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To what extent do you share the view that "although he never appears on stage, the Wingfields' absent father is the most important character in the play?"

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The Glass Menagerie, by Tennessee Williams Semester 1 Examination Corrections Question: To what extent do you share the view that "although he never appears on stage, the Wingfields' absent father is the most important character in the play?" Mr. Wingfield plays a relatively prominent throughout the play. His decision to leave the Wingfield household has left lasting effects on the rest of his family. This has helped in establishing certain themes and issues in the play. The mentioning of his character in almost every scene throughout the play suggests its role in the action of the play. However, I would not agree to the view that he is the most important character in the play. Williams's stage directions explaining the details of the setting of the Wingfield apartment states 'a blown-up photograph of the father hangs on the wall of the living room'. The size of the photograph described as 'blown-up' here indicates its prominence throughout the play. ...read more.


In addition to that, Tom provides us in his opening narration information about the postcard from his father containing the message of two words "Hello - Goodbye!" From Tom's narration, we see the lasting effects of Mr. Wingfield's abandonment on Tom. Tom is unable to forget what his father has done and his memory of the details of the photograph and the postcard highlights his feelings of displeasure towards his father.As the play develops, we see Mr. Wingfield being a contributing factor to Tom's departure from the Wingfield household. In fact, Tom cites his father as both an example and excuse for his departure. In scene 6, Tom explains to Jim "I'm like my father. The bastard son of a bastard!" As mentioned earlier, Mr. Wingfield's departure has left an impact on every family member and Amanda is still suffering from the results of his irresponsibility. His departure has left Amanda with the burden of raising Tom and Laura as a single parent. ...read more.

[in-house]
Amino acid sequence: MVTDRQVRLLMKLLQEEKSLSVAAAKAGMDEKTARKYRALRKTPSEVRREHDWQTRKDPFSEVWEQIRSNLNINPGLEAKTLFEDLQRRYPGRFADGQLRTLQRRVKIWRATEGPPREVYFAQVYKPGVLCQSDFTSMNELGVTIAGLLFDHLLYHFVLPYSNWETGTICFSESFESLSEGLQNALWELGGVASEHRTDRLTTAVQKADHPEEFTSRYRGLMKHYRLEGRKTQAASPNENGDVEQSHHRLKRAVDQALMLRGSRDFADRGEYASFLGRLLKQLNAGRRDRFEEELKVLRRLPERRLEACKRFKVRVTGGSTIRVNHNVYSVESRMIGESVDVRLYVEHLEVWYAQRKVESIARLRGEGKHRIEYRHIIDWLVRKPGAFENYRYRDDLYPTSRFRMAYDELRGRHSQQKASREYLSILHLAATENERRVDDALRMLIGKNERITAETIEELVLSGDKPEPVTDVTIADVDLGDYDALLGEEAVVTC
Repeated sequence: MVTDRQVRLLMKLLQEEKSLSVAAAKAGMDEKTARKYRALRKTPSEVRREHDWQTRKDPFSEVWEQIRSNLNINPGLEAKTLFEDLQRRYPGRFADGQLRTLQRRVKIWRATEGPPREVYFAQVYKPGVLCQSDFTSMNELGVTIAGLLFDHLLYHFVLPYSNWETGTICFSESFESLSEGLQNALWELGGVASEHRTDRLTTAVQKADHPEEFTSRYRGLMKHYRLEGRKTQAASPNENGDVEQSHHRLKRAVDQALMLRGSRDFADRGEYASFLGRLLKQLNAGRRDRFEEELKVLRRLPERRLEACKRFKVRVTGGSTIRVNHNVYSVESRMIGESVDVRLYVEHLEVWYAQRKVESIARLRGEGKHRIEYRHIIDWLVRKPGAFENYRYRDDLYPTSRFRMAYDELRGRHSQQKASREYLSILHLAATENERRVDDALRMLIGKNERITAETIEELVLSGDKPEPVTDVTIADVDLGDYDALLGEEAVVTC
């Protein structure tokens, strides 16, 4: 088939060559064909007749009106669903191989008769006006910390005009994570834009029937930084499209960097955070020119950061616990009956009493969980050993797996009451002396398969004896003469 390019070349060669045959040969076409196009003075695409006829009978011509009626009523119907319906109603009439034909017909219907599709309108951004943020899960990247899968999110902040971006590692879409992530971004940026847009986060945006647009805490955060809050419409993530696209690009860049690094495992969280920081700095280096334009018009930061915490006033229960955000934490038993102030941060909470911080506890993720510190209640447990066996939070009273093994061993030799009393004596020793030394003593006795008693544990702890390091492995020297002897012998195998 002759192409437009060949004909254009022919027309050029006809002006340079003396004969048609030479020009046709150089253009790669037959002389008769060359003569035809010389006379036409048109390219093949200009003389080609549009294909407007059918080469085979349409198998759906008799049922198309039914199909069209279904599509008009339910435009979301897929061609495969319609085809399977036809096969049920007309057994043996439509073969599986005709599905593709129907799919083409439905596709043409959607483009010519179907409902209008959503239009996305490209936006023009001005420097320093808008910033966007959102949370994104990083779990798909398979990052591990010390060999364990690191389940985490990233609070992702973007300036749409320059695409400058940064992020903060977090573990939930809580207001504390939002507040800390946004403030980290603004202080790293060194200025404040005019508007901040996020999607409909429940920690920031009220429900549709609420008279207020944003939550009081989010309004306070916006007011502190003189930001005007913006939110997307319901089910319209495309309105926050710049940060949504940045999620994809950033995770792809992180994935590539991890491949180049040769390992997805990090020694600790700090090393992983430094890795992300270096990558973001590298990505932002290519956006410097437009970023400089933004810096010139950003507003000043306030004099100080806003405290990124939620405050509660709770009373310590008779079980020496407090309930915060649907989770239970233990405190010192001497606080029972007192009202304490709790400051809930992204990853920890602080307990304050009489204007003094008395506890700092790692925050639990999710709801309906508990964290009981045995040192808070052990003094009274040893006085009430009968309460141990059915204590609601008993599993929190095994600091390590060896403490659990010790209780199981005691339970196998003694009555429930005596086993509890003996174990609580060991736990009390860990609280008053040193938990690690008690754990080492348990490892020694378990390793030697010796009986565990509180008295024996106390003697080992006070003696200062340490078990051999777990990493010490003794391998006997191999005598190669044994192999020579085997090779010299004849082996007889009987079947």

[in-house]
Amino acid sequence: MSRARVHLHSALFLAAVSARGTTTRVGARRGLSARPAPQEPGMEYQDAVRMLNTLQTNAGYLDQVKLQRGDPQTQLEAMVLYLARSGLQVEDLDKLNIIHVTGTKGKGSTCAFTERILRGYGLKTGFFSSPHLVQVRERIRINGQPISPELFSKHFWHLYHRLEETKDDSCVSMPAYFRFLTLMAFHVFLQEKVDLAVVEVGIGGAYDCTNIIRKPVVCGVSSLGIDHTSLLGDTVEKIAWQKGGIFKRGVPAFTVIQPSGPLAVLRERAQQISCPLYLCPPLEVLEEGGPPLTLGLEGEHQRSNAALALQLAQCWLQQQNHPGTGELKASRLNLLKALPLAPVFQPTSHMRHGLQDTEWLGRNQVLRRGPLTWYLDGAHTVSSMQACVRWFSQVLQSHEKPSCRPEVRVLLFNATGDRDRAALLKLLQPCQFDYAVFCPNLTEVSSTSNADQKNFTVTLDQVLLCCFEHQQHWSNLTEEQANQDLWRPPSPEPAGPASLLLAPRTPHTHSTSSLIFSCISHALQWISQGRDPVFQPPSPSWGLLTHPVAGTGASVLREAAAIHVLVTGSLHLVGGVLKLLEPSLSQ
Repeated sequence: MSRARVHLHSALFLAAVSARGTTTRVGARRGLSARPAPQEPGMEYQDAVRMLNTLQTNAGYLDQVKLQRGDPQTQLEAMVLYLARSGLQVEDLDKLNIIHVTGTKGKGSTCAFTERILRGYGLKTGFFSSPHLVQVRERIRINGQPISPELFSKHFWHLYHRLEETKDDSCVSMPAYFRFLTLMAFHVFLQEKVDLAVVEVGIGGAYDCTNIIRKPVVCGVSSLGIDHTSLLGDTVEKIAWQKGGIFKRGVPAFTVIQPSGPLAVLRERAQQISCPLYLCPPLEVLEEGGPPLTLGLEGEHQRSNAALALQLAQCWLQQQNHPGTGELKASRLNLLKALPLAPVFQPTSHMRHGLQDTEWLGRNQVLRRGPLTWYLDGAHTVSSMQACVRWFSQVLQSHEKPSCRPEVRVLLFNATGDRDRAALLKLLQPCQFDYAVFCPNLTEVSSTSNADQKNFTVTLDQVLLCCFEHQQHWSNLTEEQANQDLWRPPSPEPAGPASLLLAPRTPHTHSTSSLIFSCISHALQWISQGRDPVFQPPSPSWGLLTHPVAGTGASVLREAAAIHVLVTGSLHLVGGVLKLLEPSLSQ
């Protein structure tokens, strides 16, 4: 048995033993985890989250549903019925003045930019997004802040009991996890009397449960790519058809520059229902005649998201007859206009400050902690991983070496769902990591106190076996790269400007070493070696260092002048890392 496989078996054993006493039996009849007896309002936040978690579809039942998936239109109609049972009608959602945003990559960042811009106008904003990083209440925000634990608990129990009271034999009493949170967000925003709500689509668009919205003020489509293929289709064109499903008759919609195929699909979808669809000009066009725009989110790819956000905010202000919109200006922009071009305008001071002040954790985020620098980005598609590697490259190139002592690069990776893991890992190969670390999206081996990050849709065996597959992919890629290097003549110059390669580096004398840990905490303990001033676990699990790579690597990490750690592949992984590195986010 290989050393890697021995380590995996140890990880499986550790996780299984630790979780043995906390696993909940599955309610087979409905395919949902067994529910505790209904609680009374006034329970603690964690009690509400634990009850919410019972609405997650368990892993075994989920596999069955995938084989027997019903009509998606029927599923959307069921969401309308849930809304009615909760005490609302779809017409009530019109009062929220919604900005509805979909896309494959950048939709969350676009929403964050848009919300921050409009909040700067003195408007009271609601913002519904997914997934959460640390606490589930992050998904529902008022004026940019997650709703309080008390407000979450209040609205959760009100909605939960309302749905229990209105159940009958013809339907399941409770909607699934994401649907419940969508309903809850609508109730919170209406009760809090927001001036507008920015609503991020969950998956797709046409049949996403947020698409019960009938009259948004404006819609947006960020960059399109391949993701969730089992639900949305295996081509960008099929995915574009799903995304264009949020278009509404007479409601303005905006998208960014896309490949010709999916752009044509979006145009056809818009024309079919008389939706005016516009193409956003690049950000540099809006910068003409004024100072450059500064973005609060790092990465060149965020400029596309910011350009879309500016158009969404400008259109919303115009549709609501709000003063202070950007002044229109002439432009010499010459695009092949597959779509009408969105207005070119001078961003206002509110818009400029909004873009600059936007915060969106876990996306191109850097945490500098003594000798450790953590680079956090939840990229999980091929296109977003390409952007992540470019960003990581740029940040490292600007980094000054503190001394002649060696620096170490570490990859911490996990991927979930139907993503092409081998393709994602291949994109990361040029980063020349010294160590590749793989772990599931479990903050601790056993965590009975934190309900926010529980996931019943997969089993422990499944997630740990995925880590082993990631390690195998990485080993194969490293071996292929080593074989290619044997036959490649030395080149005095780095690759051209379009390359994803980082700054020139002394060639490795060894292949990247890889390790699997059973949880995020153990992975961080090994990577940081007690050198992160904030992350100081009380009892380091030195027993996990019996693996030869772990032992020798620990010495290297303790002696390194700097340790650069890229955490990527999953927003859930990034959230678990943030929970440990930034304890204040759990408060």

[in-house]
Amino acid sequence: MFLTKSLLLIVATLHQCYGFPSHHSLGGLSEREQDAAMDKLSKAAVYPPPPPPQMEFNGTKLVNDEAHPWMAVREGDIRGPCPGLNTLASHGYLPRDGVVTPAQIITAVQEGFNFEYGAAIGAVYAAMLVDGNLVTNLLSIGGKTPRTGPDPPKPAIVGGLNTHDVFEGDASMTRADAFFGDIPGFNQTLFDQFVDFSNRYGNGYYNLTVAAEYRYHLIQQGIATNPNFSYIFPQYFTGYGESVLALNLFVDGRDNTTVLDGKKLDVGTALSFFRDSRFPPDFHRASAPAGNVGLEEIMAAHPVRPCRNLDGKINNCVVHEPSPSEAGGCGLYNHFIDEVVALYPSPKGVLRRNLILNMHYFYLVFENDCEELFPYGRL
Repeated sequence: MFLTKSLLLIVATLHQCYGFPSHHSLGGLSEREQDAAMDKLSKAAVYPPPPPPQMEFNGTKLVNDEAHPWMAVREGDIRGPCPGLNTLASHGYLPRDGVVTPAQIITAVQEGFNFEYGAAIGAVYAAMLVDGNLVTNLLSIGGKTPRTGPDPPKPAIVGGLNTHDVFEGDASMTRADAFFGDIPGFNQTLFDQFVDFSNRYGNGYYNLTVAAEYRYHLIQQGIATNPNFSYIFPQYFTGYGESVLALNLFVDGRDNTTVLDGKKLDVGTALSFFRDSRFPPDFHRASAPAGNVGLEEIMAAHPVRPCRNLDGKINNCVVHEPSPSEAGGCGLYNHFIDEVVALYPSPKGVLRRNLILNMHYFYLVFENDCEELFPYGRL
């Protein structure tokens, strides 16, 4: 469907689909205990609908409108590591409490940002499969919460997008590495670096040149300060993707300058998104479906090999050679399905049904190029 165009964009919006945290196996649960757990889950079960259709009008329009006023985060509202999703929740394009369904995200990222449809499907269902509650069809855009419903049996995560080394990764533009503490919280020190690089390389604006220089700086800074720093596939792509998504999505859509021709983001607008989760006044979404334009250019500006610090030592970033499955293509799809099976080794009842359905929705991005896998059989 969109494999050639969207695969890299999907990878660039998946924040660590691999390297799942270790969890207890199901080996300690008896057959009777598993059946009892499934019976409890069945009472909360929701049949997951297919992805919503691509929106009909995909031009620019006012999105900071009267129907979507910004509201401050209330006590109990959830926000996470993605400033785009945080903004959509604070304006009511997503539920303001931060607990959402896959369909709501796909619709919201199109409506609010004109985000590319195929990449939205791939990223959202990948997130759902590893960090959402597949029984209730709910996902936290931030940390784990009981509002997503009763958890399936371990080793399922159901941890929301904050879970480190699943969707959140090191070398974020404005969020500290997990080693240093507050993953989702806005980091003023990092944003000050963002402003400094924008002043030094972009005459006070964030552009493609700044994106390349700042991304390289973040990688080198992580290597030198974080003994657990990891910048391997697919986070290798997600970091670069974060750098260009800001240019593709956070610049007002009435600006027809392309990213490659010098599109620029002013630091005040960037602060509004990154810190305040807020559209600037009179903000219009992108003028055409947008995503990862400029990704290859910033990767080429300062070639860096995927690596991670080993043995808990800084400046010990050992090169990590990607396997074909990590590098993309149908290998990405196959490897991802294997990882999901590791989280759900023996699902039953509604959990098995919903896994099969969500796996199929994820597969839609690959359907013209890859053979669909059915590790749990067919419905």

Laura is extremely reliant on the vitrola to provide her the comfort and assurance she needs to cope with the real world. This is evident in scene 2 when she moves towards the vitrola while Amanda is confronting her about her experience in the Business School and in scene 6 where we see Laura hurries to the living room and pauses at the vitrola after she opens the door for Jim and Tom. We see here that the items that Mr. Wingfield has left behind, the vitrola and the records remind both the audience and the characters in the play of his existence. Based on the impact Mr. Wingfield has on the Tom, Amanda and Tom, we can deduce that he plays an important role in the play. However, to say that he is the most important character in the play would be too extreme. His character, unlike the rest that appears on stage, is only presented and developed by the lines of Tom and Amanda. The presentation of his character is fairly limited since he does not take part directly in the play and only influences the characters in the play. ...read more.

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